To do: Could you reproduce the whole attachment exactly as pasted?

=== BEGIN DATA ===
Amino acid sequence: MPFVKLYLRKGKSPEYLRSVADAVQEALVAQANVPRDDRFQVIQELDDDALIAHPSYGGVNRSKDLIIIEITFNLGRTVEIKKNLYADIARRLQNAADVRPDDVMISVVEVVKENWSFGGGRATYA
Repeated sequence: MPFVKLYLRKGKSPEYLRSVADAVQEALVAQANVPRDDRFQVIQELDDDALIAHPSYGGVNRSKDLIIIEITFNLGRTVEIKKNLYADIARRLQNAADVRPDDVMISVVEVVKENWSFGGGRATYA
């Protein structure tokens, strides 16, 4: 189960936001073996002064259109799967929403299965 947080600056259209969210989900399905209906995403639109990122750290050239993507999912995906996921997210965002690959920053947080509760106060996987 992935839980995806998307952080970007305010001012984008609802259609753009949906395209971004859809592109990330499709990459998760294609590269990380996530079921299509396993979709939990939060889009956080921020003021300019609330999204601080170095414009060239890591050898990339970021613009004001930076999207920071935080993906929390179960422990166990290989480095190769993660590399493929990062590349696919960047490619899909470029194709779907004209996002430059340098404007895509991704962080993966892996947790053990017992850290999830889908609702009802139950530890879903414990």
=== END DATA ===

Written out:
Amino acid sequence: MPFVKLYLRKGKSPEYLRSVADAVQEALVAQANVPRDDRFQVIQELDDDALIAHPSYGGVNRSKDLIIIEITFNLGRTVEIKKNLYADIARRLQNAADVRPDDVMISVVEVVKENWSFGGGRATYA
Repeated sequence: MPFVKLYLRKGKSPEYLRSVADAVQEALVAQANVPRDDRFQVIQELDDDALIAHPSYGGVNRSKDLIIIEITFNLGRTVEIKKNLYADIARRLQNAADVRPDDVMISVVEVVKENWSFGGGRATYA
């Protein structure tokens, strides 16, 4: 189960936001073996002064259109799967929403299965 947080600056259209969210989900399905209906995403639109990122750290050239993507999912995906996921997210965002690959920053947080509760106060996987 992935839980995806998307952080970007305010001012984008609802259609753009949906395209971004859809592109990330499709990459998760294609590269990380996530079921299509396993979709939990939060889009956080921020003021300019609330999204601080170095414009060239890591050898990339970021613009004001930076999207920071935080993906929390179960422990166990290989480095190769993660590399493929990062590349696919960047490619899909470029194709779907004209996002430059340098404007895509991704962080993966892996947790053990017992850290999830889908609702009802139950530890879903414990």